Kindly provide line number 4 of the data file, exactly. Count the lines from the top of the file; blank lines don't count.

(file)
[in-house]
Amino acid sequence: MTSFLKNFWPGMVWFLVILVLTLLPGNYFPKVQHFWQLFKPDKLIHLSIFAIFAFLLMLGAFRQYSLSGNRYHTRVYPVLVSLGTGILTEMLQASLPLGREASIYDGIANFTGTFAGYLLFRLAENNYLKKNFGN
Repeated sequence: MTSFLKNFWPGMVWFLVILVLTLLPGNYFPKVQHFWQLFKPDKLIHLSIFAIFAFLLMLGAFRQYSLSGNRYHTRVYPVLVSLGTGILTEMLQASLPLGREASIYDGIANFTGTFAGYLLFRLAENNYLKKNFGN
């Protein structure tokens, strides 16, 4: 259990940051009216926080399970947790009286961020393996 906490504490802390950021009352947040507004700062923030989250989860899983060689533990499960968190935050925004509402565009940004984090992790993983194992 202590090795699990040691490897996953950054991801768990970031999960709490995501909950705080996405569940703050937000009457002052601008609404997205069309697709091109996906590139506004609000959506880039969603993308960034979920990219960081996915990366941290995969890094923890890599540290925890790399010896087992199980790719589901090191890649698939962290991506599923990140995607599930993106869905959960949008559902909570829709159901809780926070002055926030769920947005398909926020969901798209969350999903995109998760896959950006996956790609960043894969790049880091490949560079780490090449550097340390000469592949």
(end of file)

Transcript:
């Protein structure tokens, strides 16, 4: 259990940051009216926080399970947790009286961020393996 906490504490802390950021009352947040507004700062923030989250989860899983060689533990499960968190935050925004509402565009940004984090992790993983194992 202590090795699990040691490897996953950054991801768990970031999960709490995501909950705080996405569940703050937000009457002052601008609404997205069309697709091109996906590139506004609000959506880039969603993308960034979920990219960081996915990366941290995969890094923890890599540290925890790399010896087992199980790719589901090191890649698939962290991506599923990140995607599930993106869905959960949008559902909570829709159901809780926070002055926030769920947005398909926020969901798209969350999903995109998760896959950006996956790609960043894969790049880091490949560079780490090449550097340390000469592949």